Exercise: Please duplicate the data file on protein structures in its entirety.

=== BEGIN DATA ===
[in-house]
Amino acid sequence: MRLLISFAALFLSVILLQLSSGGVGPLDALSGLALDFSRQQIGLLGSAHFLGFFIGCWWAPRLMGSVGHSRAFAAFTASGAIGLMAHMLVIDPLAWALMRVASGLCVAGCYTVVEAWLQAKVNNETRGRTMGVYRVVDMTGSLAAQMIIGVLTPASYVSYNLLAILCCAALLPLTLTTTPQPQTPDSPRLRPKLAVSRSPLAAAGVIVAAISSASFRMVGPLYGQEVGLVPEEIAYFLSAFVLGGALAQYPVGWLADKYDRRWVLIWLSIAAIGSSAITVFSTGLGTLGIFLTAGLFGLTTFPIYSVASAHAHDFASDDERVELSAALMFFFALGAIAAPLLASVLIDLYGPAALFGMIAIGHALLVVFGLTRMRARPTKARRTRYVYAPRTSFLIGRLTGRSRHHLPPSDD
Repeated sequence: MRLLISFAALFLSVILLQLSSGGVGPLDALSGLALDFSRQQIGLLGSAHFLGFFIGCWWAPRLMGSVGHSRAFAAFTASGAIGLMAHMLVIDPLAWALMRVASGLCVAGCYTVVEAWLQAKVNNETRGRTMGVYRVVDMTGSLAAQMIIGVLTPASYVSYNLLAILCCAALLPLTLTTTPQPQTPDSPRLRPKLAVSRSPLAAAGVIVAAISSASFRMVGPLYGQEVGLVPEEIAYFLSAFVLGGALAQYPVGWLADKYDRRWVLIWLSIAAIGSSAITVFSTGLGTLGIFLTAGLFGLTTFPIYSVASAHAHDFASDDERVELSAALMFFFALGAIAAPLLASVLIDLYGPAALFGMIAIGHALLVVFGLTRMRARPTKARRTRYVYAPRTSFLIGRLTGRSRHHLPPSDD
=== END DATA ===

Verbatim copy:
[in-house]
Amino acid sequence: MRLLISFAALFLSVILLQLSSGGVGPLDALSGLALDFSRQQIGLLGSAHFLGFFIGCWWAPRLMGSVGHSRAFAAFTASGAIGLMAHMLVIDPLAWALMRVASGLCVAGCYTVVEAWLQAKVNNETRGRTMGVYRVVDMTGSLAAQMIIGVLTPASYVSYNLLAILCCAALLPLTLTTTPQPQTPDSPRLRPKLAVSRSPLAAAGVIVAAISSASFRMVGPLYGQEVGLVPEEIAYFLSAFVLGGALAQYPVGWLADKYDRRWVLIWLSIAAIGSSAITVFSTGLGTLGIFLTAGLFGLTTFPIYSVASAHAHDFASDDERVELSAALMFFFALGAIAAPLLASVLIDLYGPAALFGMIAIGHALLVVFGLTRMRARPTKARRTRYVYAPRTSFLIGRLTGRSRHHLPPSDD
Repeated sequence: MRLLISFAALFLSVILLQLSSGGVGPLDALSGLALDFSRQQIGLLGSAHFLGFFIGCWWAPRLMGSVGHSRAFAAFTASGAIGLMAHMLVIDPLAWALMRVASGLCVAGCYTVVEAWLQAKVNNETRGRTMGVYRVVDMTGSLAAQMIIGVLTPASYVSYNLLAILCCAALLPLTLTTTPQPQTPDSPRLRPKLAVSRSPLAAAGVIVAAISSASFRMVGPLYGQEVGLVPEEIAYFLSAFVLGGALAQYPVGWLADKYDRRWVLIWLSIAAIGSSAITVFSTGLGTLGIFLTAGLFGLTTFPIYSVASAHAHDFASDDERVELSAALMFFFALGAIAAPLLASVLIDLYGPAALFGMIAIGHALLVVFGLTRMRARPTKARRTRYVYAPRTSFLIGRLTGRSRHHLPPSDD